Evaluating Fish Behavior Using Acoustic Telemetry

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Acoustic tagging studies routinely provide information about fish presence and absence. This detection information can be combined into a chronology of time-stamped tag detections to estimate fish survival and fish passage rates, among others. Beyond this simple detection data, if tag transmissions are uniformly spaced with a high level of precision the detection time series can be used to assess fish behavior and events. Fish behaviors range from simple to complex and some of these behaviors can be interpreted from acoustic tag detection time-series. From single receivers, simple movement toward or away can determine directionality, observed cessation of tag movement can be interpreted as holding behavior, or extended lack of movement as fish mortality or tag defecation following predation. Multiple receiver arrays providing precise measures of two dimensional and three dimensional fish movement can resolve patterns of detections that indicate active fish migration from more wandering movements indicative of resident species or predators. As more and larger fish populations are studied, more acoustically-tagged fish will interact, increasing the opportunity for accurate interpretation of observed behaviors. Quantifiable behaviors include predator avoidance, schooling/shoaling, predation, and tag defecation. Behavior can be further interpreted when tag detection histories are observed and analyzed in relation to each other and not as isolated tag detections.

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Evaluating Fish Behavior Using Acoustic Telemetry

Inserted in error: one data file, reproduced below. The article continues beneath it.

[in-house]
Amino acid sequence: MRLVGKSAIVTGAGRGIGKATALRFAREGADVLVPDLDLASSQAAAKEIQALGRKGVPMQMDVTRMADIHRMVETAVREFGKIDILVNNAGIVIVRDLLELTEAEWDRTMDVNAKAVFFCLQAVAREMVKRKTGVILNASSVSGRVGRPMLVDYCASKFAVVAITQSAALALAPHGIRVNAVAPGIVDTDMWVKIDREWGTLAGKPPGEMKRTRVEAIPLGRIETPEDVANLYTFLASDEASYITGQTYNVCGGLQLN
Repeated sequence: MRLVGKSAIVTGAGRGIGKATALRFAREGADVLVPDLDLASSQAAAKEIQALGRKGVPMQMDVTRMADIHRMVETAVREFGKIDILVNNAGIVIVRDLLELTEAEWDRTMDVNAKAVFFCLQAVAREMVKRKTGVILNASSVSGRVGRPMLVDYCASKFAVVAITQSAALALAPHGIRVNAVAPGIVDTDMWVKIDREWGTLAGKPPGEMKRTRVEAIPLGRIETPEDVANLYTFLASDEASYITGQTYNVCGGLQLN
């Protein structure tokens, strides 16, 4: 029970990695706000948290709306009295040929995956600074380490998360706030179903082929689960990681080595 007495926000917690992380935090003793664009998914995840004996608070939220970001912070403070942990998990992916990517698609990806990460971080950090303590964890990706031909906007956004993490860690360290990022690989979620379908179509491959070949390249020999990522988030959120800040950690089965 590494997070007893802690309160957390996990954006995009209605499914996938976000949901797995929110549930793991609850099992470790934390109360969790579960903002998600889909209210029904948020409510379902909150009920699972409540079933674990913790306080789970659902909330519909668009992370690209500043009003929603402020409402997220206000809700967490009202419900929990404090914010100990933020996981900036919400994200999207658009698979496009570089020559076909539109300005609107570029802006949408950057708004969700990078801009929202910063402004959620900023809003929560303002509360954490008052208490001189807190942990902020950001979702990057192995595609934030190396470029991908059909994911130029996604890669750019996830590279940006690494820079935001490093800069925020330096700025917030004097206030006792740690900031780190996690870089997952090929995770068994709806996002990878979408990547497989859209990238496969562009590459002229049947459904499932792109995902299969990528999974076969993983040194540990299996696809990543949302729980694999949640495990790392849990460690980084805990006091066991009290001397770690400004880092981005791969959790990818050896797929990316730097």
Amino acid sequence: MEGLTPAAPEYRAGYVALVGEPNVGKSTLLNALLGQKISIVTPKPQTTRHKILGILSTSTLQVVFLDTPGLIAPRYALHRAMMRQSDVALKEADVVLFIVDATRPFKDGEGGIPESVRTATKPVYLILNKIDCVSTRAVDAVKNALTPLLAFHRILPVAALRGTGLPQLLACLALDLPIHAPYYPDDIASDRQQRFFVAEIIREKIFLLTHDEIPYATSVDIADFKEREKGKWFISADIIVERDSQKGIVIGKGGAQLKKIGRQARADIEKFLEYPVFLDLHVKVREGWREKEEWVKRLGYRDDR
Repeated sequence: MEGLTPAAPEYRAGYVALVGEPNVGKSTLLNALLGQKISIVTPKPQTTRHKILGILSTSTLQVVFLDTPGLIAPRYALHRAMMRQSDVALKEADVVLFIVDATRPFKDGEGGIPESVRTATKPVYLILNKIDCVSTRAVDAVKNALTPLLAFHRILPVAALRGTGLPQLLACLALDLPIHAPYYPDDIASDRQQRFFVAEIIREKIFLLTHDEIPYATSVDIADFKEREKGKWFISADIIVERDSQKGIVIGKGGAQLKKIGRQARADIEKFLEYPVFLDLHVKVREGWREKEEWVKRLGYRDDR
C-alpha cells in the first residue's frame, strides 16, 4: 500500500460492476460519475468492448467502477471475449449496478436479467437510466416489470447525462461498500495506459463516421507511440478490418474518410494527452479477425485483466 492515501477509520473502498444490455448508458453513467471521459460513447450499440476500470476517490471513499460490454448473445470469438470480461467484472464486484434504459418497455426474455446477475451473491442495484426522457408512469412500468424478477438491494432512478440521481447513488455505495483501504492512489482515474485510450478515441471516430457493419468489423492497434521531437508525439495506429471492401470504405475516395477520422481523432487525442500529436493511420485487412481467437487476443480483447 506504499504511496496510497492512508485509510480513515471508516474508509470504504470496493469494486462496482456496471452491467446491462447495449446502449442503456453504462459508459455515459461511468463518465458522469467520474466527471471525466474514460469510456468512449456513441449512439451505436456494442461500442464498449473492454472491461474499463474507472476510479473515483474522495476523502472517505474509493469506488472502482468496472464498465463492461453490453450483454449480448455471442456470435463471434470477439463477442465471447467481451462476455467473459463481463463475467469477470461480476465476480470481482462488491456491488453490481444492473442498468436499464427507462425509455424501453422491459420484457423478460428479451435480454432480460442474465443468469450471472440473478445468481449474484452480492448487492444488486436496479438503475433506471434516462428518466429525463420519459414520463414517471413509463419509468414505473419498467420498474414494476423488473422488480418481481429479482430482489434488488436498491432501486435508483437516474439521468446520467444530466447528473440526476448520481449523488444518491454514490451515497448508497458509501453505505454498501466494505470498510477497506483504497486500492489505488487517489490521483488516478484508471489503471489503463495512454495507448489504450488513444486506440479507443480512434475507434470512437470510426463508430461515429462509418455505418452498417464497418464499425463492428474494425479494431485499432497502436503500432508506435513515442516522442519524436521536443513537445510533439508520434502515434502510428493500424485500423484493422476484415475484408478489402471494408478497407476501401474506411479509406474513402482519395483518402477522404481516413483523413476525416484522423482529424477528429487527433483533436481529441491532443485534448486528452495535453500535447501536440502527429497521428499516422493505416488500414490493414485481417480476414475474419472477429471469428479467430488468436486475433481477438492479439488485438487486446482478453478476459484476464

1. 1. Barbara Rowdon, Colleen Sullivan, Sam Johnston & Kevin KumagaiHTI Hydroacoustic Technology, Inc. (206) 633-3383 kkumaga@HTIsonar.comAcoustic tagging studies routinely provide information about fish presence and absence. Thisdetection information can be combined into a chronology of time-stamped tag detections to estimatefish survival and fish passage rates, among others. Beyond this simple detection data, if tagtransmissions are uniformly spaced with a high level of precision , the detection time series can beused to assess fish behavior and events.Fish behaviors range from simple to complex and some of these behaviors can be interpreted fromacoustic tag detection time-series. From single receivers, simple movement toward or away candetermine directionality, observed cessation of tag movement can be interpreted as holding behavior,or extended lack of movement as fish mortality or tag defecation following predation. Multiple receiverarrays providing precise measures of two dimensional and three dimensional fish movement canresolve patterns of detections that indicate active fish migration from more wandering movementsindicative of resident species or predators.As more and larger fish populations are studied, more acoustically-tagged fish will interact, increasingthe opportunity for accurate interpretation of observed behaviors. Quantifiable behaviors includepredator avoidance, schooling/shoaling, predation, and tag defecation. Behavior can be furtherinterpreted when tag detection histories are observed and analyzed in relation to each other and notas isolated tag detections.If tag detections are uniformly spaced with a high level of precision, these detections can be used toassess fish behavior. Single hydrophone detection data can indicate that a predation event hasoccurred when a tag is shed (defecated) within the detection range. If multiple hydrophones aredeployed to provide fine-scale 2D or 3D fish track data, then sudden behavioral changes orquantifiable patterns of swimming behavior can be used to infer predation events. High-resolutionfish track data provides valuable information that can aid in distinguishing migrating smolt behaviorand the behavior of predatory fish that have previously consumed a tagged smolt. The decision rulesused to interpret tagged fish behavioral characteristics should always be considered and developedin context with concurrent environmental conditions.Evaluating Fish Behavior Using Acoustic Telemetry2013 IEP Annual WorkshopLake Natoma Inn, Folsom, CAApril 24-26 20131Figure 1. Raw detections from hydrophone. Pink track (on right above) indicates tag movement;vertical scale isolates the returns from one tag code, horizontal scale is time (1 hour). Pink trackshows tag initially moving toward the hydrophone, the tag is closest to the hydrophone at the apexand then away from the hydrophone. Cannot determine approach direction using just onehydrophone.Figure 5. Tag defecated within hydrophone array. Raw detection data from tag that suddenly stopsall movement within the hydrophone array. Each colored line represents data from one individualhydrophone.Figure 6. Track history (left)and density plot (right) of onepredator fish to comparedaytime (top) and nighttimedistributions.Figure 2. Tag holding position. Yellow track (on right above) indicates intervals of slight positionalchange followed by an interval of no tag movement (indicated by horizontal track).Downstream MigrationFigure 3. Combining raw detections from two hydrophones (in the geo-referenced graphic above, theupstream hydrophone is indicated by the pink dot and the downstream hydrophone is indicated by theyellow dot). Movement downstream is unequivocal based on the progression of pink to yellow tagdetections shown in time-series data above (right).Tag DefecationFigure 4. Combining raw detections from several hydrophones show time-series data that indicatesmigration pathway.Moving Towards & AwayHoldingFigure 1 shows a tagged fish detection time-series moving toward and then away from a singlehydrophone (hydrophone indicated by pink dot in geo-referenced figure on left).AbstractMigration RouteDiel PeriodicityAdditional observedbehaviors include:• Schooling/Shoaling• Predation and PredatorAvoidanceHow are these observations possible?Data courtesy of California Department of Water Resources,Washington Department of Transportation and US Fish andWildlife Service.